In Times of Crisis, Look to Nature

A Letter from the Regional Executive Director on COVID-19

Brian Kurzel | April 3, 2020

First and foremost, we at the National Wildlife Federation Rocky Mountain Regional Center are wishing you the best during this stressful and uncertain time. We understand that people’s lives and livelihoods are being threatened and want to offer support in any way we can. We are all struggling to adjust to this new normal, facing daunting questions about how to stay healthy, pay rent, buy food and necessities, educate our kids, and help local businesses survive. Not to mention the challenges of managing emotional stress and wondering what the future holds as our normal lives have been cancelled.

When I feel the weight of this crisis, I find hope in a simple and sometimes overlooked source: nature. While schools, offices, and public spaces are closed, spring hasn’t been cancelled and it’s evident in the budding trees, plants emerging from the ground, and sounds of urban wildlife outside my door.

During this difficult time, the signs of life right outside our windows may provide much-needed relief for some of the challenges we face. The benefits of spending time outside, or even viewing greenery from a window, are well known. Regular time interacting with nature and spending time outside is known to reduce mental and emotional stress, increase physical activity, and improve your mood overall. In fact, some researchers have gone so far as to describe interactions with nature as "free therapy" … two words that we need now more than ever.

To receive the benefits of nature, you don’t have to have access to a park or backyard. In fact, our nation’s population is over 80% urban with densely populated cities. Although parks, trails, and open spaces may be nearby for some, visiting these places is now discouraged or banned, and they can be difficult to access for many, even without a pandemic. Luckily, nature can be accessed by simply stepping into your own yard, balcony, or patio, taking a walk around the block, or even looking outside your window.

Here are just a few ideas that might help you and your family enrich your lives just a little bit more during this difficult time:

  • Engage your kids in "nature play" right outside your door using the Nature Play at Home guide with ideas and DIYs for balconies and yards of all sizes. From fairy gardens, adventure pathways, water play, and more, you’ll have enough activities for weeks ahead.
  • Check out these 9 tips for gardening with kids. And find seeds online at Botanical Interests.
  • Create a nature notebook for you or your family to make observations of weather, birds, or blooming plants. You can even identify unknown plants and insects with apps such as iNaturalist or National Wildlife Federation Nature Guides.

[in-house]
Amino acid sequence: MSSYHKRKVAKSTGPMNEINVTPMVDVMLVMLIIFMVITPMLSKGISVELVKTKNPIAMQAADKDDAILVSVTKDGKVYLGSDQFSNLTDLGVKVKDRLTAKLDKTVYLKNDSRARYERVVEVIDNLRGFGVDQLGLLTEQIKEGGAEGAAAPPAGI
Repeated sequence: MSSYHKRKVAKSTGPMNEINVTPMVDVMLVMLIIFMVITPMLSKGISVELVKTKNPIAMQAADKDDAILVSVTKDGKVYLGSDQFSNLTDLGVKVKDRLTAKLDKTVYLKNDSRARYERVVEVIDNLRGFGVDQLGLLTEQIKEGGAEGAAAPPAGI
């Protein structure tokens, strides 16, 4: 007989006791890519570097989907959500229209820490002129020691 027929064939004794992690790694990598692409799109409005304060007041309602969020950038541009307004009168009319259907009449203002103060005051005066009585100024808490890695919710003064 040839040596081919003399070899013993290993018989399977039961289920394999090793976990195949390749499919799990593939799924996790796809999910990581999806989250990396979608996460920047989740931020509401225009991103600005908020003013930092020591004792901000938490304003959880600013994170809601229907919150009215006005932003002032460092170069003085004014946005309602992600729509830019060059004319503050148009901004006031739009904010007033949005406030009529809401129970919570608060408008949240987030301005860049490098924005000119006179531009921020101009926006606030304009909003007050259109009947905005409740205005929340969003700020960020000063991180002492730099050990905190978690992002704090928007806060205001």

Be sure to also take advantage of these FREE resources from the National Wildlife Federation:

It is important to highlight that there are many inequities that take place in our society, leaving some without access to clean air, green space, or safe places to go outside, let alone a place to plant a garden; and the ideas above may not be available to some. That is why National Wildlife Federation Vice President Dr. Mustafa Santiago Ali is leading the charge to address inequities during this crisis and the National Wildlife Federation is working to ensure that federal stimulus investments and COVID-19 policies protect the most vulnerable among us.

Along with policy advocacy, we also hope that everyone can find some fundamental coping mechanisms in nature that they can use now and for whatever lies ahead. No matter how you choose to enjoy nature, I ask that you make a commitment to go for a walk, open the window, or take a moment to look at the natural world around you. Maybe we can ALL improve our daily lives over the next few months and get some "free therapy" from nature that we’ll carry with us past this pandemic.

We encourage you to share the ways you are connecting with nature during the crisis. Send us an email, photos, and your story and we’ll feature you on the Rocky Mountain Regional Center Facebook and Twitter pages.

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More than one-third of U.S. fish and wildlife species are at risk of extinction in the coming decades. The National Wildlife Federation is on the ground in seven regions across the country, collaborating with 53 state and territory affiliates to reverse the crisis and ensure wildlife thrive.

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